Ignoring or minimizing objections without a solid and bonafide answer is a loser.
Objections are concerns. When you delegitimize someones objection or concern the seller LOSES!
So for years instead of having answers for the HUGE PITFALLS that GTLD's have, an emotional insult is easier. It's human nature but it is the kiss of death in business, sales and marketing.
Ignoring those pitfalls will be VERY costly. Examine them. Look at them. Don't be afraid of them. Ignoring them won't make them go away. Arguing your point won't help persuade anyone. Me pointing them out is a SOLID not a threat!
If there are no end-users buying, some investor will be left holding the bag !
My plans are, it will not be me !
You guys can speak of the recorded sales all you want,
but there has to be a end-user or it is a bubble market.
Why do you think recorded dot-com sales are end user sales lol
The reason why people are not profitable in new gtLDs in first place is that they buy crap names. And they do not manage their renewals well. I know number of domainers with lot of money, who were not careful, and because they are well financially situated they bought domains with hefty premium renewals attached. If I would need to pay 2800 USD per name, and own hundreds/thousands of names, of course I would soon become VERY tired of this game.
Another problem is that some of them blindly apply their long time experience from .com: they had huge success with short names in .com, so they bought hundreds/thousands of LL or LLL in particular new gTLD extensions (also, many times for premium renewals)...and they were dropping everything in 1 or 2 years, lamenting that new gTLDs are not ok..of course they are not ok, if they were not thinking - did they really expect to flip or sell for significant profit during very first year on market which is not matured yet???
So in my honest opinion: profitability of any investment, either in .com, or ccTLDs, or gTLDs depends on the name you choose, at first place. All other then follows. And in new gTLDs in particular, one also needs to be very very careful with renewals. Even if we have great names, if renewals are high, it can not be sustainable long term (as many already found out). And yes, the game here is to amass as much of value as possible, early, and manage it the way that you will still own this value in years in future - of course, few sales during the process do not hurt, and that gives confidence that all is going the right direction. If you will not do it, in few years you will have EMPTY HANDS.
If someone can not pay bills - it is not fault of new gTLDs or ICANN or whatever, it is primarily because that someone simply registered bad names (or even maybe good names, but with non sustainable renewals). It is all simple math
End of story.
It's true but not the end of the story. It's just the beginning of the story.
There will have many millions of drops and that will have a negative affect regardless of the underlying reasons. This is one element and pitfall we can all agree on. But there are many dozens of other pitfalls.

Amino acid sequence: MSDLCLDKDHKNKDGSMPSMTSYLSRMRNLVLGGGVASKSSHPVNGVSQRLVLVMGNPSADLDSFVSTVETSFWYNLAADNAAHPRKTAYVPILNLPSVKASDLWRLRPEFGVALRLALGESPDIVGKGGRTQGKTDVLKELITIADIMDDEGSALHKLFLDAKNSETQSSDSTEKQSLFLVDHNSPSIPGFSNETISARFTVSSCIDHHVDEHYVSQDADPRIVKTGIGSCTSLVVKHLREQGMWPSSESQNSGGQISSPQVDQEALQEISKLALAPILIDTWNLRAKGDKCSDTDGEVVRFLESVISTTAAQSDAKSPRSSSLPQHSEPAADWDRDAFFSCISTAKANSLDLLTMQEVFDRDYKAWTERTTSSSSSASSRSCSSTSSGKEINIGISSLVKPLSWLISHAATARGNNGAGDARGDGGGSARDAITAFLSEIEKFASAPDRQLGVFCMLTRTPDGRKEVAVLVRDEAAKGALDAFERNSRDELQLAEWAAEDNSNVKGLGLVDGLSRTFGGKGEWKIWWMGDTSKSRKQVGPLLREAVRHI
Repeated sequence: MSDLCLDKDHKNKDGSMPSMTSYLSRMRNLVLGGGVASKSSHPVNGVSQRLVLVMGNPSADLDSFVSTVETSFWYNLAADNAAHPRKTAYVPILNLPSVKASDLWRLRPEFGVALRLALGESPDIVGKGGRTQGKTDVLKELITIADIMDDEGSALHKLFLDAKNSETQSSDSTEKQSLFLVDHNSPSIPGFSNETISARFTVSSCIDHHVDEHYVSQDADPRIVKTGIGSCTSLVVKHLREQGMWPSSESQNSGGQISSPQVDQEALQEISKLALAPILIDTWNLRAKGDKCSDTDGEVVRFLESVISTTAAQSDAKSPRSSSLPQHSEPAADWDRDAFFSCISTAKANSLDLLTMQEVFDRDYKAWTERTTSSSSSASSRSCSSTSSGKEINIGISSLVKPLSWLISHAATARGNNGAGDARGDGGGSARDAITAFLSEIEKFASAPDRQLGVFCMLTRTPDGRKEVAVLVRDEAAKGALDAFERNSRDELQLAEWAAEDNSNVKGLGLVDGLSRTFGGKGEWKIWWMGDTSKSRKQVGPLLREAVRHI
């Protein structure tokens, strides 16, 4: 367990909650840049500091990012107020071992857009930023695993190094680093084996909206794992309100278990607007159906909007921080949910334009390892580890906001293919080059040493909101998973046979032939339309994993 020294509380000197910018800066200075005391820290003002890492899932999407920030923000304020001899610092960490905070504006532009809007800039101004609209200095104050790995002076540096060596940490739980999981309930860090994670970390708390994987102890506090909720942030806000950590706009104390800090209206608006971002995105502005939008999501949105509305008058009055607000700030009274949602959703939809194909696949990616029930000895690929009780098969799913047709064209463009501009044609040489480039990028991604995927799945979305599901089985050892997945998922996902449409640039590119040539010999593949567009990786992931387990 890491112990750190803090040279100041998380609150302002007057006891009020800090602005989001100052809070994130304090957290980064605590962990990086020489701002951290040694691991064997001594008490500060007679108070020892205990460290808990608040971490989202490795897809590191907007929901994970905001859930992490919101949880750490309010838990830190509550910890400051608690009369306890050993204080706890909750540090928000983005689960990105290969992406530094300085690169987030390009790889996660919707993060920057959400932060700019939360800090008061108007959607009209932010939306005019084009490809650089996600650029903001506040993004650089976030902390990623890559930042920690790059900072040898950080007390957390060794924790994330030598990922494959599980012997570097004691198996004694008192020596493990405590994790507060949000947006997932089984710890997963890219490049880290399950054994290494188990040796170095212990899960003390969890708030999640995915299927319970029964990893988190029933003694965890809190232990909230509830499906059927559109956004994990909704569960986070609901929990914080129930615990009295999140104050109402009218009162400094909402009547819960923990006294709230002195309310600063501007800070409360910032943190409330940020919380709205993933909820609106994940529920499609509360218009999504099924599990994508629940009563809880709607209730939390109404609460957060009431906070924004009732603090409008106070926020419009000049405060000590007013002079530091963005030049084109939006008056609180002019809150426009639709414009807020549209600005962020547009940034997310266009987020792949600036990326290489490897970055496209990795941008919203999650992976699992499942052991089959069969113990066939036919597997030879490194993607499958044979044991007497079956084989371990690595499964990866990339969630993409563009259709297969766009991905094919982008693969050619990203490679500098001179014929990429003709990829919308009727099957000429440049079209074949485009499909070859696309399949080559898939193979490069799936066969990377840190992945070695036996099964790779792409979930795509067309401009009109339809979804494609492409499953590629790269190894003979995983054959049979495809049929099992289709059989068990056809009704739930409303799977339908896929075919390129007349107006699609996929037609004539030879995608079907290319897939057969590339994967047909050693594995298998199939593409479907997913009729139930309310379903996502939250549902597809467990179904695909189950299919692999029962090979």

Here is a VERY in-depth post I made about gTLD's. Lots of points made.
The most important thing is that are lot of unreported ngtld end user sales at x,xxx ( I know a domainer who sell 30 yearly, out of his 550 and reports 3) and a lot more end-users who register 2 words average ngtlds for $20, as they are in the top of the search at any registry. The number of these sites is growing at a fast rate. Ngtld end user usage is already on its path and this is all that matters.
More of them resolve to hosted sites within 6 months if not immediately.
You only need to print the DNJ report weekly and check them monthly to figure that one out.
And those sales are 'verified' sales.
I have a hard time trusting anyone else's numbers when so often I can clearly see why they represent the truth in error. But not necessarily because they lie, but do not tell or show the whole truth in the numbers.
Partly because some are lazy and partly just because of ignorance.
Part of the argument of making money with domains depends on what type of investor you are.
If you are a flipper, there is opportunity for a ROI in anything. But you need to do it in volume to sustain your operational overhead with lower margins. Your not looking for the end user necessarily, just a ROI.
But as I said before, if end use is not there, someone is left holding the bag.
But a strong ROI comes to holding a few of the right names for the right end user.
You must be a bit of a visionary.
The problem I see in gTLD's probably resides in the answer to this question.
Where is the end-use and value of .Biz ? It's been around a while hasn't it ?
Many of the all time top sales do not resolve or are parked.
And to answer the question of this thread,
Any domain that the gTLD adds compliment to the name has potential.
I just don't see enough of them to support the registry's operation in the long run.
Unless we are going to charge much more for them in the future.
EDIT: This is still good for a flipping operation, but don't be the last guy in that chain letter.
Sorry, I have to agree with @Rick Schwartz , when I see IBM.guru on a billboard, things will change.
Guru.IBM will be on a billboard long before IBM.guru.
Wait, do billboards still exist?
Separate names with a comma.